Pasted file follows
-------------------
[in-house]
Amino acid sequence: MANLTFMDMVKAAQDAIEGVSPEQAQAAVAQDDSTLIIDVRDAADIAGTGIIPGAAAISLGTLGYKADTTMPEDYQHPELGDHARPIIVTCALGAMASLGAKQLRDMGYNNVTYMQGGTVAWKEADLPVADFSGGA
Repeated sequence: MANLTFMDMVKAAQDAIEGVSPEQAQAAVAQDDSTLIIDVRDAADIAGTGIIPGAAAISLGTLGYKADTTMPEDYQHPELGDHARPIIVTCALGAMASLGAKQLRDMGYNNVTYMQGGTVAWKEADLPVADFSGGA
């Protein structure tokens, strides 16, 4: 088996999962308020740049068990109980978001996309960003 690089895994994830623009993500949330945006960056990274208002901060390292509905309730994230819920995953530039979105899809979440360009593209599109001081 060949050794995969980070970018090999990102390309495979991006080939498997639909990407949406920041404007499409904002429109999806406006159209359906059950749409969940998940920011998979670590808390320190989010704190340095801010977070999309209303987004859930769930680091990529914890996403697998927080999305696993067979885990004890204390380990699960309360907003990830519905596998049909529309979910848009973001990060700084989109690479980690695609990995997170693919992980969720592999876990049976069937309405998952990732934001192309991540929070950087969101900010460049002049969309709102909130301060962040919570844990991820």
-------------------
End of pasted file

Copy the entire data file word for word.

[in-house]
Amino acid sequence: MANLTFMDMVKAAQDAIEGVSPEQAQAAVAQDDSTLIIDVRDAADIAGTGIIPGAAAISLGTLGYKADTTMPEDYQHPELGDHARPIIVTCALGAMASLGAKQLRDMGYNNVTYMQGGTVAWKEADLPVADFSGGA
Repeated sequence: MANLTFMDMVKAAQDAIEGVSPEQAQAAVAQDDSTLIIDVRDAADIAGTGIIPGAAAISLGTLGYKADTTMPEDYQHPELGDHARPIIVTCALGAMASLGAKQLRDMGYNNVTYMQGGTVAWKEADLPVADFSGGA
């Protein structure tokens, strides 16, 4: 088996999962308020740049068990109980978001996309960003 690089895994994830623009993500949330945006960056990274208002901060390292509905309730994230819920995953530039979105899809979440360009593209599109001081 060949050794995969980070970018090999990102390309495979991006080939498997639909990407949406920041404007499409904002429109999806406006159209359906059950749409969940998940920011998979670590808390320190989010704190340095801010977070999309209303987004859930769930680091990529914890996403697998927080999305696993067979885990004890204390380990699960309360907003990830519905596998049909529309979910848009973001990060700084989109690479980690695609990995997170693919992980969720592999876990049976069937309405998952990732934001192309991540929070950087969101900010460049002049969309709102909130301060962040919570844990991820």